4. Movie rights: Indian film industry’s record of adapting Indian novels is abysmal. Can you recall more than a dozen films that were based on Indian novels in the last 25 years? So no dice here

This might sound very bleak for any writer wanting to make a career as a novelist. So, being an author can at best be an elevated hobby in India, not a means to earn a livelihood.

TWB: What’s your take on the current trend that ‘To sell your book, you have to market your book as well’?

RG: Well that’s very true. You would think everyone in the whole world knows about the great Cola and burger brands. But they still spend billions of dollars in advertising. With books it is a little different. Readers (they aren’t classical consumers) need to ‘discover’ a book. An author and a publisher need to invest a lot of energy, time and yes, money too, in making sure that their books are discovered by readers. They have to ensure that not only the books are discovered, but people need to talk about their books and people need to tell others to buy their books. It is not exactly a current trend. Quite a few great writers of the past were essentially great at promoting their books as well. Personally, I am pathetic at it!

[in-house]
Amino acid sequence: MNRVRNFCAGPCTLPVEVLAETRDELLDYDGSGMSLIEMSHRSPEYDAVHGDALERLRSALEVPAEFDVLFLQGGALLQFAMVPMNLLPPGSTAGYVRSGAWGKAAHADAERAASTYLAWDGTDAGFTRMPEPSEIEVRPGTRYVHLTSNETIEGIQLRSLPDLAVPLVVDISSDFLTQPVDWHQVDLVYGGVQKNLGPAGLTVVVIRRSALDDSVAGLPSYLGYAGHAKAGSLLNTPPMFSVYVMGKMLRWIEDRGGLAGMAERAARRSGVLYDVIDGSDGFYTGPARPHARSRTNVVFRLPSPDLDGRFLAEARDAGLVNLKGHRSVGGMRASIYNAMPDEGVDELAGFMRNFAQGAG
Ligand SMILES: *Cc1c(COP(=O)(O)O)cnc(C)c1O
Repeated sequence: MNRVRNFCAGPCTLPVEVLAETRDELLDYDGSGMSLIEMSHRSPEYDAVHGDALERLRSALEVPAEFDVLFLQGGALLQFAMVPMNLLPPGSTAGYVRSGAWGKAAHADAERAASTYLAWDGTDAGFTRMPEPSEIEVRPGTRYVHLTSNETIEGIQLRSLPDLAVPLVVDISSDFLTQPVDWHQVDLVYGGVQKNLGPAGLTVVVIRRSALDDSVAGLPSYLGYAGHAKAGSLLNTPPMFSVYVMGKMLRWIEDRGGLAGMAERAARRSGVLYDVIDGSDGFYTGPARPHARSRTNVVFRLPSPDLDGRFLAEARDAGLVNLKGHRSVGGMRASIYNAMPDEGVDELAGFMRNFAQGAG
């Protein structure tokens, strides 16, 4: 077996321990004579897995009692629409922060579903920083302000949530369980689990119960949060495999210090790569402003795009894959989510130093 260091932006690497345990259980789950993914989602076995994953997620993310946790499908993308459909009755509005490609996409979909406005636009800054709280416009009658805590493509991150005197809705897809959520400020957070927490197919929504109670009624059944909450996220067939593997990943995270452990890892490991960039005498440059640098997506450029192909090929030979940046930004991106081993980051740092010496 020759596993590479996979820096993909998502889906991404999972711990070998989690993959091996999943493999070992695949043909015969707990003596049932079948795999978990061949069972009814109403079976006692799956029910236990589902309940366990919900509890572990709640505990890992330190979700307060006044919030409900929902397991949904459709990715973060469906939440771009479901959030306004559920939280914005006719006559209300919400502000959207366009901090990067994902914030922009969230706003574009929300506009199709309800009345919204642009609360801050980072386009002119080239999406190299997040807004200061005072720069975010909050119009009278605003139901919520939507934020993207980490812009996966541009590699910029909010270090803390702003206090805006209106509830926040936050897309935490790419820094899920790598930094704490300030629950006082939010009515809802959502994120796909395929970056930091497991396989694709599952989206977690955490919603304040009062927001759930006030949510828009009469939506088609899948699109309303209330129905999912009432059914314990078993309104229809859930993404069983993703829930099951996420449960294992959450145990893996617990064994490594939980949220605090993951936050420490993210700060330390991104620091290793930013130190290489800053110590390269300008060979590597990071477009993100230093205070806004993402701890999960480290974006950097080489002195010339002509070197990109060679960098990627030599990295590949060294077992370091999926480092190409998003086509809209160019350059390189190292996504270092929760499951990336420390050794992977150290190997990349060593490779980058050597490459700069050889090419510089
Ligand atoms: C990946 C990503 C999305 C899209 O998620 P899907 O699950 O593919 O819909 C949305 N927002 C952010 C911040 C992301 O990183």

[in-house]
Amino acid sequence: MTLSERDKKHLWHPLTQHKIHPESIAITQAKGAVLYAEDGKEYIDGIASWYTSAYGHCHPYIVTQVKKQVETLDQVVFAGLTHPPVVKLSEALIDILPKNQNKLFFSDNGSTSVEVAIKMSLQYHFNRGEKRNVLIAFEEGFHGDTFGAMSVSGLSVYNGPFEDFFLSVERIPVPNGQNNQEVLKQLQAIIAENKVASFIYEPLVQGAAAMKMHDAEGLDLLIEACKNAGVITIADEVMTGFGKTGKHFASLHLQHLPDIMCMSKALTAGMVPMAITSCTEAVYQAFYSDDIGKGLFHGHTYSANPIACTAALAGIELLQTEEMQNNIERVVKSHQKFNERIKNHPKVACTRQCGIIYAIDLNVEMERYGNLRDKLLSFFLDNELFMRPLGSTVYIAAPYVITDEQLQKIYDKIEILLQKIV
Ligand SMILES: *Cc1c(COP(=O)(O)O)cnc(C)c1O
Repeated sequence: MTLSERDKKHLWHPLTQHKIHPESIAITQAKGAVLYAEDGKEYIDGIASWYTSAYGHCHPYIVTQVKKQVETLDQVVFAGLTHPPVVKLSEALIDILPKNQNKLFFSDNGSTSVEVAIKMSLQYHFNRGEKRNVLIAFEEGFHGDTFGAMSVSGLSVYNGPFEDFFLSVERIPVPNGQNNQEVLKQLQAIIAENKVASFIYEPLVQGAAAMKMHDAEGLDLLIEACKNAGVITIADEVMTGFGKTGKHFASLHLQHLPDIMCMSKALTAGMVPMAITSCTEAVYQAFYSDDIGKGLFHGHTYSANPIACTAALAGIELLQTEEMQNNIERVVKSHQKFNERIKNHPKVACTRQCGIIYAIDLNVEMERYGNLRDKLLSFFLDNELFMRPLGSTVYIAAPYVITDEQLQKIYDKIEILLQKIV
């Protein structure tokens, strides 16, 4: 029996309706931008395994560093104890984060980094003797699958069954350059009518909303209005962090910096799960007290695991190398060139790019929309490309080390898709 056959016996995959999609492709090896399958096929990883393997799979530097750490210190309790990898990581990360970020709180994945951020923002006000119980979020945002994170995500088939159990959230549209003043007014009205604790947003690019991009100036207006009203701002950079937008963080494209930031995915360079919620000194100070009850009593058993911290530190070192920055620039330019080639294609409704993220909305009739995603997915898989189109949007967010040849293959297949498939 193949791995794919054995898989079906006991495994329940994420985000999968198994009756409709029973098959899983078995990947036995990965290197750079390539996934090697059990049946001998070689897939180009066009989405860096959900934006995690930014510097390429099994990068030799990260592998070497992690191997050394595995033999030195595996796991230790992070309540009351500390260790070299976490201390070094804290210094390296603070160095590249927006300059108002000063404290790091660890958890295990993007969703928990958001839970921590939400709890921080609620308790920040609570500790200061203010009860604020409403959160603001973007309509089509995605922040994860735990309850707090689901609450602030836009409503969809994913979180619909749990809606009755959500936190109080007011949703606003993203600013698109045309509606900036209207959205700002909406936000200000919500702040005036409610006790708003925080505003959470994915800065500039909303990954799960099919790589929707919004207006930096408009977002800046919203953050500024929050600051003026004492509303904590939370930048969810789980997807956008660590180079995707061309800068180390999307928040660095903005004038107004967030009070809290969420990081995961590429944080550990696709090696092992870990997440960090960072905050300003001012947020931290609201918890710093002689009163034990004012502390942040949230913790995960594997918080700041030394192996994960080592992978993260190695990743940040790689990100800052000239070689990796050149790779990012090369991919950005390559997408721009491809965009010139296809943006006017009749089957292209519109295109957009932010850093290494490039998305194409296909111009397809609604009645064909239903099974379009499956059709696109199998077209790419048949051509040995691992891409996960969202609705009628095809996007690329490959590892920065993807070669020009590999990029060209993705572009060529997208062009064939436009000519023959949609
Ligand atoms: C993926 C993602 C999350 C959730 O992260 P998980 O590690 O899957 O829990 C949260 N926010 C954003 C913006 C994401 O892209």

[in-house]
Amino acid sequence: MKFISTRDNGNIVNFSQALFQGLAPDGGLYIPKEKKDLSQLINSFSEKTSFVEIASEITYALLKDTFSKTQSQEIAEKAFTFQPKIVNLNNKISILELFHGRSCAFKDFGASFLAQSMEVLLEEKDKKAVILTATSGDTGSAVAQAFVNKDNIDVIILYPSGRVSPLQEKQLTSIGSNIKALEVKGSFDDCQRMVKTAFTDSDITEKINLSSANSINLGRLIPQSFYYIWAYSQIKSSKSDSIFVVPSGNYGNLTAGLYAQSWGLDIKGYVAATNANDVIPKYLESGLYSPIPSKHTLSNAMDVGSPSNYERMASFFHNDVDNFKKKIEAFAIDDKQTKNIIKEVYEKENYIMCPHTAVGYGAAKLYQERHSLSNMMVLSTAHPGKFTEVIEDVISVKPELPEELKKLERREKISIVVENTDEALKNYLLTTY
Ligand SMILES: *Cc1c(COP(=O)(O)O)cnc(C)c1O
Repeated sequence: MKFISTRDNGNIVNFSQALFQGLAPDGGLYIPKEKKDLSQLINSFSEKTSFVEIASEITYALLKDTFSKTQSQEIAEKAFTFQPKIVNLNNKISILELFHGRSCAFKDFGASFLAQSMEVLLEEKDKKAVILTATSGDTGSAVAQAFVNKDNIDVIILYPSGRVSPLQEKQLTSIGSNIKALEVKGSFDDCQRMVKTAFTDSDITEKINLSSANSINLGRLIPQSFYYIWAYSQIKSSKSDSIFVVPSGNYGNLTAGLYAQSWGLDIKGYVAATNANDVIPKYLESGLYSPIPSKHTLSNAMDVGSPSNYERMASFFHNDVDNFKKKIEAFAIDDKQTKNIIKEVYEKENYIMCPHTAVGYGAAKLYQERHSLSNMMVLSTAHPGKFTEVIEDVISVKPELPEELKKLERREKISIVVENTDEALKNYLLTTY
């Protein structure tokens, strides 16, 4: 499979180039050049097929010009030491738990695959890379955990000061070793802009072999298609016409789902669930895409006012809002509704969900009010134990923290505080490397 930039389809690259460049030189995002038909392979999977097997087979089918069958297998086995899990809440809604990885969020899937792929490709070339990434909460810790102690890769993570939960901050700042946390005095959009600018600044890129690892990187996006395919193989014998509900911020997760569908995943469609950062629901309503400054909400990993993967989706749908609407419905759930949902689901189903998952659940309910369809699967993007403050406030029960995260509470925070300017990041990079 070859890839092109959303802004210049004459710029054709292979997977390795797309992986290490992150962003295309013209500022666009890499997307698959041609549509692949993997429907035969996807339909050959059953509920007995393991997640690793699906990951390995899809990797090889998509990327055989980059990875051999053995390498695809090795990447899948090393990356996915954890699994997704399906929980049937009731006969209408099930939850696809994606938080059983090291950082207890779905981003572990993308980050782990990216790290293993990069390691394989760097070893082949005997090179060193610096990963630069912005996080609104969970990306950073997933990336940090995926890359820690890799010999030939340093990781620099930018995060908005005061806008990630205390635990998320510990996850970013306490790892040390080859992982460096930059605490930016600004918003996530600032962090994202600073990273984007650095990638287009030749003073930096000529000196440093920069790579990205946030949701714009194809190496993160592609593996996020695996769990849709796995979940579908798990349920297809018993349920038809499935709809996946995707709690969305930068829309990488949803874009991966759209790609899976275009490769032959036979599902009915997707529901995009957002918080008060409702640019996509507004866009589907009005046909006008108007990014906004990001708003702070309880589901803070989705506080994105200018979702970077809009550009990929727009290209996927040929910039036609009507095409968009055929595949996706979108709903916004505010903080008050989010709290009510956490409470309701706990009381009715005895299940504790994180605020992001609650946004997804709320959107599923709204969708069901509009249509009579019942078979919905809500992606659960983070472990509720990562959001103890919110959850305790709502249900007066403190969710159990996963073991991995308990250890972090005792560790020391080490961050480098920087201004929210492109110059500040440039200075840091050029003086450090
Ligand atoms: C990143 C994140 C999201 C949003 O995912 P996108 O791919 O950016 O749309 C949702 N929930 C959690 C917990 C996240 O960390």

TWB: How has been your journey over these years as an author? How is your equation with Grapevine India (your Publishers?)

RG: It has been wonderful, simply because I never thought my novels would get published. Like any other writer, I had serious self-doubt about my own writing. So, it was a wonderful feeling when the editors at my publishing houses liked what I had written. In many ways that’s what you write for. If someone at a publishing house believes that they want to invest their hard earned money into what you have written, there isn’t a bigger vote of confidence. Grapevine India have managed my writing career brilliantly so far. They are the fastest growing publishing house in India and led by Sachin Garg are a force to reckon with in this very competitive market. They have great plans for the future and I look forward to them achieving even greater success.